Drove Orchards is part of a family business that has been in operation for over a century. Major David Jamieson first planted the orchards that exist today in the 1950s when, having won the Victoria Cross for his part in the Normandy Landings, he decided to return to his family home. David’s son Andrew, remembers his fathers boundless enthusiasm for the natural world:
“When asked what he was going to do after the war my father replied ‘I am going to go back to Norfolk and work with local wildlife’. He had a huge love of this coastline and when he returned, he felt he wanted something here he could build up and create and apples were what he started to do.”
Andrew was born just four years after the first apple trees – Cox’s Orange Pippin – were planted by his father in 1952:
“I grew up with the orchards as they matured and remember the first apples going off to Covent Garden.”
Andrew took over when his father retired, amidst changing times. Supermarkets demanded year round produce so apples had to be picked unripe and stored in carbon dioxide. He says:
“I was very dissatisfied with the produce I was required to create for supermarkets; the quality and price were not the way forward. I began to take an interest in older apple varieties and realised some we grew had become heritage varieties. I did my research and began to plant a series of rarer apples, initially a whole lot of russets. Then I developed the idea of trying to find as many East Anglian varieties as I could.”
The orchards now cover some 40 acres of the 350 acre farm, growing over 160 varieties of apple, around 120 of which are East Anglian heritage varieties. The East Anglian Heritage Orchard is divided up into blocks by county – Norfolk, Suffolk, Essex, Lincolnshire, Cambridgeshire, Hertfordshire and Bedfordshire.
Look out for Caroline (which originated at Blickling), Robert Blatchford (from nearby Hunstanton) and Norfolk Beefing, which will be familiar to readers of Dickens’ A Christmas Carol.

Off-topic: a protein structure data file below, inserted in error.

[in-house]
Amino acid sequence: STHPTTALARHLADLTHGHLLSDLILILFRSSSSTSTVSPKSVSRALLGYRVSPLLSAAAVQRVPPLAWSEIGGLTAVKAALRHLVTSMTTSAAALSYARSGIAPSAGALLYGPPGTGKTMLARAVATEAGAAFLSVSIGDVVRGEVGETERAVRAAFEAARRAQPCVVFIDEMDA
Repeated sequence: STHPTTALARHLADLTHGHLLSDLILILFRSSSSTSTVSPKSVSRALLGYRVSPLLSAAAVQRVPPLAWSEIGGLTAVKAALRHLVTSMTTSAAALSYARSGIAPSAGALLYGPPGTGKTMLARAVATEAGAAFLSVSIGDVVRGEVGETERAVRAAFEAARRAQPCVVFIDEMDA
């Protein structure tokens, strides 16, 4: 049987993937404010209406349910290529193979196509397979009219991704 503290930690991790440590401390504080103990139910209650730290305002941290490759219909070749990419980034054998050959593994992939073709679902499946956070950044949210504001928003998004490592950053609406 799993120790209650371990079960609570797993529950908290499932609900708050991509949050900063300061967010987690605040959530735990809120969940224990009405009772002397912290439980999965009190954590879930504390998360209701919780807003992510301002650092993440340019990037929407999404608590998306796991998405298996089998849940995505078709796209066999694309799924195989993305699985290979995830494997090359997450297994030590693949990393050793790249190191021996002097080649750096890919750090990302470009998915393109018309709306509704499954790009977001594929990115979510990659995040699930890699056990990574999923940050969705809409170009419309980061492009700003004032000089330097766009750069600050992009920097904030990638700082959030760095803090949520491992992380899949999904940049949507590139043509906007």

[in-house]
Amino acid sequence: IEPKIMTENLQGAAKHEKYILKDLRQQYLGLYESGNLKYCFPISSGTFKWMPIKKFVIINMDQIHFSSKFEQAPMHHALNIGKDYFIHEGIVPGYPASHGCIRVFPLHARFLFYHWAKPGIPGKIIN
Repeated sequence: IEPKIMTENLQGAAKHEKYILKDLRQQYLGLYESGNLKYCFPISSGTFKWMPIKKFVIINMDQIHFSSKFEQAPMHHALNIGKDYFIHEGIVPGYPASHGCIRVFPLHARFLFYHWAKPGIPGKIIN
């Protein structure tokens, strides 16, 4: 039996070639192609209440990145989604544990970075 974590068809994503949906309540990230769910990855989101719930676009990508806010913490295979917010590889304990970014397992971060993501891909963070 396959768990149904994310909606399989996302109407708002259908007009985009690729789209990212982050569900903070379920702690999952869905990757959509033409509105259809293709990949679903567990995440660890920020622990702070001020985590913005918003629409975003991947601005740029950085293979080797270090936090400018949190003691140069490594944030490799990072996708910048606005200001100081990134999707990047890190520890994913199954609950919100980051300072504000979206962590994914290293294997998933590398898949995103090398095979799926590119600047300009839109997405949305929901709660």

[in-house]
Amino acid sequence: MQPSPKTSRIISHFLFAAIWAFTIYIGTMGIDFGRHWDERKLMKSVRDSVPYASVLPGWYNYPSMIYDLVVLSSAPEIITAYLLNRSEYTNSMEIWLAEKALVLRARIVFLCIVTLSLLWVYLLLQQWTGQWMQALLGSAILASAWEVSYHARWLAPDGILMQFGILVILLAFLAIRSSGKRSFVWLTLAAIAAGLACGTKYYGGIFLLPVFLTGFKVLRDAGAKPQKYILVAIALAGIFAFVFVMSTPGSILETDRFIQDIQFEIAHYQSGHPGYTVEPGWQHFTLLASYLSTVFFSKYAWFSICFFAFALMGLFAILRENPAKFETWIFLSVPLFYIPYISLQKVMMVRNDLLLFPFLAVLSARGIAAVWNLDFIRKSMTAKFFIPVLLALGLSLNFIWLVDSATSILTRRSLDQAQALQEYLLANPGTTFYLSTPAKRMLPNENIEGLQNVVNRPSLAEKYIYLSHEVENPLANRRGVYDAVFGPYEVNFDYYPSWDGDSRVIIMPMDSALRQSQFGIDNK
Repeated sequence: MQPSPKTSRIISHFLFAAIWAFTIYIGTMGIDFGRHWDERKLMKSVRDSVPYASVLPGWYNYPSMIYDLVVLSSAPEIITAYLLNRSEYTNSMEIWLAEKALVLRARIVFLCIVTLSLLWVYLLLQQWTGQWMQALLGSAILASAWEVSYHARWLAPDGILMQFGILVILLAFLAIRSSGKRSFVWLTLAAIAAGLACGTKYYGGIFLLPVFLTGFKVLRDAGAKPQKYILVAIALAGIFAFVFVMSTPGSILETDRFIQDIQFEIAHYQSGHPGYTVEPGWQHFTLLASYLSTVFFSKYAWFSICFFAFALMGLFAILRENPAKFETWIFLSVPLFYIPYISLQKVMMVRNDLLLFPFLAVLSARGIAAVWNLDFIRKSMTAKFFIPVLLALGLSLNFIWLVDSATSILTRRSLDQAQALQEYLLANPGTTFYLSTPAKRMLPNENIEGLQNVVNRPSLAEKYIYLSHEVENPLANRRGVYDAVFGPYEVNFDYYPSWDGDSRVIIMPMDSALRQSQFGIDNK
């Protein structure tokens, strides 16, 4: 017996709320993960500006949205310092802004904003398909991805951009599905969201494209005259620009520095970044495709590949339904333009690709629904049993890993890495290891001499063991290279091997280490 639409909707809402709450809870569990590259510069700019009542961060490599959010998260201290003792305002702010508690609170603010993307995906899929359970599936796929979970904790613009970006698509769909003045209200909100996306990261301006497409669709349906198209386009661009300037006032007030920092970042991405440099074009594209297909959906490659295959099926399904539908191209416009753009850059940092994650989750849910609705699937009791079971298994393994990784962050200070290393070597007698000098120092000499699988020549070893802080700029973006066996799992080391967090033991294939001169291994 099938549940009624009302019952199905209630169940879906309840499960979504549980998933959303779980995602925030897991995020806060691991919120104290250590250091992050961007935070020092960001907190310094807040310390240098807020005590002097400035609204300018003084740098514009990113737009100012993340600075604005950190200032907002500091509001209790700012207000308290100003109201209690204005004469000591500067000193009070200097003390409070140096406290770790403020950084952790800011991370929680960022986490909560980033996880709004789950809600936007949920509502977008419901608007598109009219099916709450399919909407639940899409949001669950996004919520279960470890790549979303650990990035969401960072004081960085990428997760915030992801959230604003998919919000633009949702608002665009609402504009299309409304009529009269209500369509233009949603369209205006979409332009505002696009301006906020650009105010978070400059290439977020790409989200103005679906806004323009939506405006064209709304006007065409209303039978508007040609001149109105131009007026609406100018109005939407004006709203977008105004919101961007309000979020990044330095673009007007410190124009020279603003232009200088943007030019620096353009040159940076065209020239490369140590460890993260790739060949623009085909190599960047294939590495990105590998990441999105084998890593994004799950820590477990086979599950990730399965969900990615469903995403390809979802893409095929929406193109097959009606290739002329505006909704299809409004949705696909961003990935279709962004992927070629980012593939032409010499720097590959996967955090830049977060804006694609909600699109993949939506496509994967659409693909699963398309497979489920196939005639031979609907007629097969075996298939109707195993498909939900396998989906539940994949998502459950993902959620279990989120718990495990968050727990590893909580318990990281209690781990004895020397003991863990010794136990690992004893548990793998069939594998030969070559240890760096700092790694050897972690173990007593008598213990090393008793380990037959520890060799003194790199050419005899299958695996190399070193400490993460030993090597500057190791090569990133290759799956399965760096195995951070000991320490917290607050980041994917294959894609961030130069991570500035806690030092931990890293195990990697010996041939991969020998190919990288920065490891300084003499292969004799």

“Before 1910, when people came to understand the genetics of producing apples, most apple trees were ‘chance seedlings’ and were often named after the village they came from, an employer, or even for the discoverer themselves, which is why we can pin point where a variety comes from.”
Andrew’s own favourite apple is very local - the Norfolk Royal Russet, found in a garden in Burnham Overy Staithe, just along the coast:
“It has the classic English russet flavours, sweet and pear-like, with soft, chewy, slightly dry flesh. Very moreish. We need to look out for older varieties before they are lost. This has coincided with people’s interest in food and where it comes from.”
Just over 60 years since the first apple trees were planted, Drove is a bustling destination for visitors with its own Farm Shop just a stone’s throw from the orchards, selling homegrown produce and more, a fishmonger, two restaurants, independent shops, a garden nursery, luxury glamping and more.
Despite the transformation that has taken place over the years, Drove Orchards continues to draw on its past. Grafts were recently taken from the original Cox’s Orange Pippin trees, planted by Major Jamieson back in 1952, to continue the strain and make a new orchard.